Comments for tricky steps in your program
Pseudo-code or other structured comments for each major step to capture the program logic, loop structures and so on.
Give particular attention to the application parameters; all of its inputs, outputs and any other options. You should make a definitive list of the data definitions (Section 4.3, “Data Definition”) you'll need in your ACD file.
You should know what objects (C data structures) and functions you'll need before you start coding, so that everything you need is available to you. This is just the same as collecting all your tools together before starting a DIY project. Progress will be slow if you have to repeatedly break off to find functions when what you should be doing is concentrating on the program logic. If any new objects and functions are required then refer to the guidelines for library development (Section 5.5, “Programming with Objects”).
The AJAX and NUCLEUS libraries are easily extended, but might already contain the functionality you need. The first thing to do therefore is to check the documentation for AJAX and NUCLEUS (see Appendix B, Libraries Reference).
Library developments include:
Extending the functionality of the existing code
Developing new objects and functions
Developing entirely new library files
When developing library code, be careful to avoid redundancy with the existing code. You should, if possible, modify existing objects or functions, or at least use the C source code as a starting point or for ideas on how to proceed.
Where the code is specialised (used by one application only) it should stay in the application C source code file until it is more generally used. Only code that is likely to be of general use should go into AJAX or NUCLEUS.
Where new code is in the area of an existing AJAX or NUCLEUS library file it should be added to that file. Where a new category of functionality is, a new library file should be created for it.
An ACD file describes in detail the parameters and command line interface for a single EMBOSS application. It specifies exactly what input values are required or permitted, and how user input is prompted for, to ensure that the application can run correctly. It also defines the basic functionality of other interfaces, e.g. GUIs, derived from the ACD files.
An ACD file must contain a single application definition (Section 4.2, “Application Definition”) and then a data definition (Section 4.3, “Data Definition”) for each parameter. A definition consists of one or more attributes which are name:value pairs and describe the application or parameter in detail. The application definition is given first followed by the data definitions, which are organised into sections for "Input", "Output" and so on.
It's recommended to write the ACD file before the C source code because it defines much of the program's function. Writing the ACD file should be easy if you already have a detailed list of all the application parameters from your design. ACD files are written in the ACD syntax (Appendix A, ACD Syntax Reference); see the programming guidelines (Chapter 5, C Programming).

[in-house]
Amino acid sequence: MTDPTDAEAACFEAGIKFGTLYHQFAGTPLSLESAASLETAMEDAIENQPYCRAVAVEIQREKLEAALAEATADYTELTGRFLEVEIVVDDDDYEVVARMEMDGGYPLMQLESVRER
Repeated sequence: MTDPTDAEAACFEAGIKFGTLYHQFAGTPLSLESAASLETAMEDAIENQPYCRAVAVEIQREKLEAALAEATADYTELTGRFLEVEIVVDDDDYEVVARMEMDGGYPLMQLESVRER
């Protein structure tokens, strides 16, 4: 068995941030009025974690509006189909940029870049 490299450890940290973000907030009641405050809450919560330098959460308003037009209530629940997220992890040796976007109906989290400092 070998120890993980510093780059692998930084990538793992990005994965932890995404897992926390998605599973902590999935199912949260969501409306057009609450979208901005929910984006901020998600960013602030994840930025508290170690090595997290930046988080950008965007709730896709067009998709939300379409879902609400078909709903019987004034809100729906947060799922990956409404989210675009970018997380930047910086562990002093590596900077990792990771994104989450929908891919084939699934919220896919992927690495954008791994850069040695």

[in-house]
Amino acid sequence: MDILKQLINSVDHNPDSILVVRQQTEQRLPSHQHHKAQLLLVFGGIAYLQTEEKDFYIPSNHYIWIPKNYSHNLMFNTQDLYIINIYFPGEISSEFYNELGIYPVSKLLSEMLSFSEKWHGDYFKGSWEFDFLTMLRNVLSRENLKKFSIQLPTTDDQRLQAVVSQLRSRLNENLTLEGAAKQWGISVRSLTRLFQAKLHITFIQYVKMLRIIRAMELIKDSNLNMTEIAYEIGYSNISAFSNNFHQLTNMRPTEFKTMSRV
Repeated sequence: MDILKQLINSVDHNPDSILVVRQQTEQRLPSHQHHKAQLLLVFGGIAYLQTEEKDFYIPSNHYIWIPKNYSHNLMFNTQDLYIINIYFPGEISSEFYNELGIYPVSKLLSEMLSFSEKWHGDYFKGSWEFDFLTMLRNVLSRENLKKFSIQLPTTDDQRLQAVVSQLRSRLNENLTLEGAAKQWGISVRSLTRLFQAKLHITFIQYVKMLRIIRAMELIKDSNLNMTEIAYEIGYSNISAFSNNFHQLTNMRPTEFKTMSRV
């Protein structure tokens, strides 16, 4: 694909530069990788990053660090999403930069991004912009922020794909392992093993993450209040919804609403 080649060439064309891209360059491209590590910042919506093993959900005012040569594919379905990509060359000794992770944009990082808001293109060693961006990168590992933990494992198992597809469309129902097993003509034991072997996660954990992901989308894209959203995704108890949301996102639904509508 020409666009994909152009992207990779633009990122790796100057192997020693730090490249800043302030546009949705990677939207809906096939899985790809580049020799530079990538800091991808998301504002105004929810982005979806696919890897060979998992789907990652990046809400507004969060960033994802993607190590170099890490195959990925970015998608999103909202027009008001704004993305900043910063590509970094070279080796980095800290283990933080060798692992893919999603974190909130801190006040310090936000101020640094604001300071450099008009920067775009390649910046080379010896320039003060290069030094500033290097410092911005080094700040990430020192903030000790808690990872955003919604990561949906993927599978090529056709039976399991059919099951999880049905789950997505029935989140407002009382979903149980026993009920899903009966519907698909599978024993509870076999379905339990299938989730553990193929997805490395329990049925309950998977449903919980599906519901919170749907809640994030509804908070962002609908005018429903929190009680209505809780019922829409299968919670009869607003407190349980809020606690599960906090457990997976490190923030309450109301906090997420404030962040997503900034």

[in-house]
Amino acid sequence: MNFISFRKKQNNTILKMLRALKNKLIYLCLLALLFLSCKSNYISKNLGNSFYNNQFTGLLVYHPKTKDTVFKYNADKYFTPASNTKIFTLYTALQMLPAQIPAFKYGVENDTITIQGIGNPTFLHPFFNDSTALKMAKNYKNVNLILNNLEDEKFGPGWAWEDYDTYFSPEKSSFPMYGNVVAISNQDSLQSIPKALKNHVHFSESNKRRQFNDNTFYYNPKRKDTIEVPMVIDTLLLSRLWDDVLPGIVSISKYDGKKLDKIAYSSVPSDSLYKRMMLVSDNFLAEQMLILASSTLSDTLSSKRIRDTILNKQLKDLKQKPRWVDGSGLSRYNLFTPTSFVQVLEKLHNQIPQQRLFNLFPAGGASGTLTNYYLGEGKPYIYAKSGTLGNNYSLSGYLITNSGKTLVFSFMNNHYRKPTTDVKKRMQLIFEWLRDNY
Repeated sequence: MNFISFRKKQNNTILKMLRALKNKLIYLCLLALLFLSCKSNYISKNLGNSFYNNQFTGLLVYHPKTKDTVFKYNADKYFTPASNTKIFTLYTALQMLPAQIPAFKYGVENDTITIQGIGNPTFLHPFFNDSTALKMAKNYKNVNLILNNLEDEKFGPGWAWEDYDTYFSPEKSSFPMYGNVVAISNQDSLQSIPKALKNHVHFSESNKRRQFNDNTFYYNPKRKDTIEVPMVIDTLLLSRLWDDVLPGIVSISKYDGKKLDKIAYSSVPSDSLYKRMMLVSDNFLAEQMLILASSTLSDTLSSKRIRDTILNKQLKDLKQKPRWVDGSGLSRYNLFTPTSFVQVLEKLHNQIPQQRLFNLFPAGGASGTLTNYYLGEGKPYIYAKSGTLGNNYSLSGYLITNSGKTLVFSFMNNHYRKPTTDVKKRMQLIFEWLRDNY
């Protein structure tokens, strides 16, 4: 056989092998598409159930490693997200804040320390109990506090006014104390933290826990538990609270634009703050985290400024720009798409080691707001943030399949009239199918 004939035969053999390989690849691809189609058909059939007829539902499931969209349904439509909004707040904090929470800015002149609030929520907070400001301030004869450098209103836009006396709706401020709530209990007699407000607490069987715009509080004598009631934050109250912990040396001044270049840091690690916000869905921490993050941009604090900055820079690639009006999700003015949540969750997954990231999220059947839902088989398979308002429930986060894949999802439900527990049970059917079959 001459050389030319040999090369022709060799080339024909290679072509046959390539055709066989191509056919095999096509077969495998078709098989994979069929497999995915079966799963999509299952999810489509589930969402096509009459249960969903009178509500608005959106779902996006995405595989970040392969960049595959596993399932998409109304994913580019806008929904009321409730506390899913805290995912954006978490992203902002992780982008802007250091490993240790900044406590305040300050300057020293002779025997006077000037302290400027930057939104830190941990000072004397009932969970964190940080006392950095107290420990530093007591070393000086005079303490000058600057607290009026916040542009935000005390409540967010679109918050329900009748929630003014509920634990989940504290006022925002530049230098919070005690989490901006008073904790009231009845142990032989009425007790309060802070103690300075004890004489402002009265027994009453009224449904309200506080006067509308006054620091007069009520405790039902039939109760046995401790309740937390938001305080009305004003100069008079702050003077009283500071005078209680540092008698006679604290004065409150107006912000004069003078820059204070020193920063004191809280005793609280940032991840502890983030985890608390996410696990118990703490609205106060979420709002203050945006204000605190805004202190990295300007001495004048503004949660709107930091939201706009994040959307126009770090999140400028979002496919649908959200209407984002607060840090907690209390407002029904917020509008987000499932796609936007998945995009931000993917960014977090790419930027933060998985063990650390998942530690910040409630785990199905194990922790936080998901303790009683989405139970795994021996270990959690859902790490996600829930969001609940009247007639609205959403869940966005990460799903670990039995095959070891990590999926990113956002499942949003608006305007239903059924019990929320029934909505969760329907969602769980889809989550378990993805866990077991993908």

Various utilities (Section 4.6, “ACD Utilities”) are provided for validating, debugging and processing ACD files. You should make use of these tools to ensure that the ACD file is valid and properly formatted. For example, you can test an ACD file for functionality by using the acdc utility. Once you have a functional version you can generate one with standard formatting by using the acdpretty utility.
To ensure consistency in the EMBOSS code, all C code that you write should conform to a basic style. You should familiarise yourself with the standards (Appendix C, C Coding Standards) before coding.
The coding standards mostly concern the layout of code, but includes some general guidelines for C programming in EMBOSS and particularly programming datatypes and functions.
You will need to create (if necessary) a new application C source code (
) file in the appropriate directory. The file should have a short meaningful name which, if possible, bears some resemblance to applications of similar function. Typically the EMBASSY myemboss package is used for individual developments. Alternatively the applications directory in another EMBASSY package or EMBOSS itself could be used:
A few basic steps are recommended when writing application C source code:
Consider the correct layout for the code (see Appendix C, C Coding Standards) including structured comments. Copy the layout of an existing application, or (better still) use the template (
.../myemboss/src/template.c) file that is provided in the myemboss.
Add an empty
Add prototypes for any new functions. These can be moved to AJAX or NUCLEUS later if required.
Add definitions for any new datatypes (see Section 5.5, “Programming with Objects”). Again, these can be moved to the libraries later.
Add any comments, pseudo-code etc from your preliminary design.
Declare variables and implement C code for reading any ACD data items (see Section 6.3, “Handling ACD Files”).
Add code at the end of
main() for cleaning up memory. You know from your ACD file the parameters for which memory will have been allocated.
Write the remaining C source code for the
Write the C source code for any functions.
Ensure the code in general and functions and datatypes in particular are adequately documented (see Appendix D, Code Documentation Standards).
New C source code (
*.c) and / or header files (
*.h) may be created in the core AJAX or NUCLEUS directory as required:
The files should have a short, meaningful name. AJAX files must begin with the prefix
aj, for example
ajstr.c are used for the string-handling library. NUCLEUS files must have the prefix
emb, for example
embaln.c are used for the alignment algorithm code.